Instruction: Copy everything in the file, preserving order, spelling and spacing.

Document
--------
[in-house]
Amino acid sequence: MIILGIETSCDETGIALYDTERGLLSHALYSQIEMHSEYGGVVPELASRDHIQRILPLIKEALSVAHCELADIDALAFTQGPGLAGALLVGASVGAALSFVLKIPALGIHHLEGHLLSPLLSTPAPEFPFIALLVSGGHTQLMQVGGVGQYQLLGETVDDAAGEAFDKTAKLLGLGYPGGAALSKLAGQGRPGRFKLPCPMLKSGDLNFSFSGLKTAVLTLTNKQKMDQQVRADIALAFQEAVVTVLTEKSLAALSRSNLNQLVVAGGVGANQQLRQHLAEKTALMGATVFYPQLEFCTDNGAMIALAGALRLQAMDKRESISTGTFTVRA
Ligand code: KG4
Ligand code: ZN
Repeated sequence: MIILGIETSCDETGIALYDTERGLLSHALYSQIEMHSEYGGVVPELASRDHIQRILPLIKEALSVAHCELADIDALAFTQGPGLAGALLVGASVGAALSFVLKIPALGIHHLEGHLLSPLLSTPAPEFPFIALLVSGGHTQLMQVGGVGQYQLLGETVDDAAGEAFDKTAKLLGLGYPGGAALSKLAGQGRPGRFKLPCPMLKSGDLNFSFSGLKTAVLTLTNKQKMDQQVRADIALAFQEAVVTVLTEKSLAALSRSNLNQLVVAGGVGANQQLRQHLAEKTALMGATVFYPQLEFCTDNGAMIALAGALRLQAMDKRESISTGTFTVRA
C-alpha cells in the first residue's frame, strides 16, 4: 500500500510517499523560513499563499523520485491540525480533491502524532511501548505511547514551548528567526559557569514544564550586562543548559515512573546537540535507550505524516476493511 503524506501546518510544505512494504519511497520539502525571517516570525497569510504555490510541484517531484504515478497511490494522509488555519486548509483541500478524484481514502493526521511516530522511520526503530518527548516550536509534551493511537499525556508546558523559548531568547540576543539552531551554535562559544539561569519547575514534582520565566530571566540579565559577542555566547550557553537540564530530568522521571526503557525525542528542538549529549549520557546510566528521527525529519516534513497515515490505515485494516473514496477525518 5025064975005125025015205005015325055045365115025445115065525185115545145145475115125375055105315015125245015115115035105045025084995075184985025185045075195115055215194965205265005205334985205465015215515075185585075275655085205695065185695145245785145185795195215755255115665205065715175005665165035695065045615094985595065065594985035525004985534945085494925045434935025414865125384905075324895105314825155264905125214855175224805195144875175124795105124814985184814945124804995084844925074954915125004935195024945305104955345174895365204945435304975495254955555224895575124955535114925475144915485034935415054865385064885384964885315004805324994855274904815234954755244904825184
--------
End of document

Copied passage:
[in-house]
Amino acid sequence: MIILGIETSCDETGIALYDTERGLLSHALYSQIEMHSEYGGVVPELASRDHIQRILPLIKEALSVAHCELADIDALAFTQGPGLAGALLVGASVGAALSFVLKIPALGIHHLEGHLLSPLLSTPAPEFPFIALLVSGGHTQLMQVGGVGQYQLLGETVDDAAGEAFDKTAKLLGLGYPGGAALSKLAGQGRPGRFKLPCPMLKSGDLNFSFSGLKTAVLTLTNKQKMDQQVRADIALAFQEAVVTVLTEKSLAALSRSNLNQLVVAGGVGANQQLRQHLAEKTALMGATVFYPQLEFCTDNGAMIALAGALRLQAMDKRESISTGTFTVRA
Ligand code: KG4
Ligand code: ZN
Repeated sequence: MIILGIETSCDETGIALYDTERGLLSHALYSQIEMHSEYGGVVPELASRDHIQRILPLIKEALSVAHCELADIDALAFTQGPGLAGALLVGASVGAALSFVLKIPALGIHHLEGHLLSPLLSTPAPEFPFIALLVSGGHTQLMQVGGVGQYQLLGETVDDAAGEAFDKTAKLLGLGYPGGAALSKLAGQGRPGRFKLPCPMLKSGDLNFSFSGLKTAVLTLTNKQKMDQQVRADIALAFQEAVVTVLTEKSLAALSRSNLNQLVVAGGVGANQQLRQHLAEKTALMGATVFYPQLEFCTDNGAMIALAGALRLQAMDKRESISTGTFTVRA
C-alpha cells in the first residue's frame, strides 16, 4: 500500500510517499523560513499563499523520485491540525480533491502524532511501548505511547514551548528567526559557569514544564550586562543548559515512573546537540535507550505524516476493511 503524506501546518510544505512494504519511497520539502525571517516570525497569510504555490510541484517531484504515478497511490494522509488555519486548509483541500478524484481514502493526521511516530522511520526503530518527548516550536509534551493511537499525556508546558523559548531568547540576543539552531551554535562559544539561569519547575514534582520565566530571566540579565559577542555566547550557553537540564530530568522521571526503557525525542528542538549529549549520557546510566528521527525529519516534513497515515490505515485494516473514496477525518 5025064975005125025015205005015325055045365115025445115065525185115545145145475115125375055105315015125245015115115035105045025084995075184985025185045075195115055215194965205265005205334985205465015215515075185585075275655085205695065185695145245785145185795195215755255115665205065715175005665165035695065045615094985595065065594985035525004985534945085494925045434935025414865125384905075324895105314825155264905125214855175224805195144875175124795105124814985184814945124804995084844925074954915125004935195024945305104955345174895365204945435304975495254955555224895575124955535114925475144915485034935415054865385064885384964885315004805324994855274904815234954755244904825184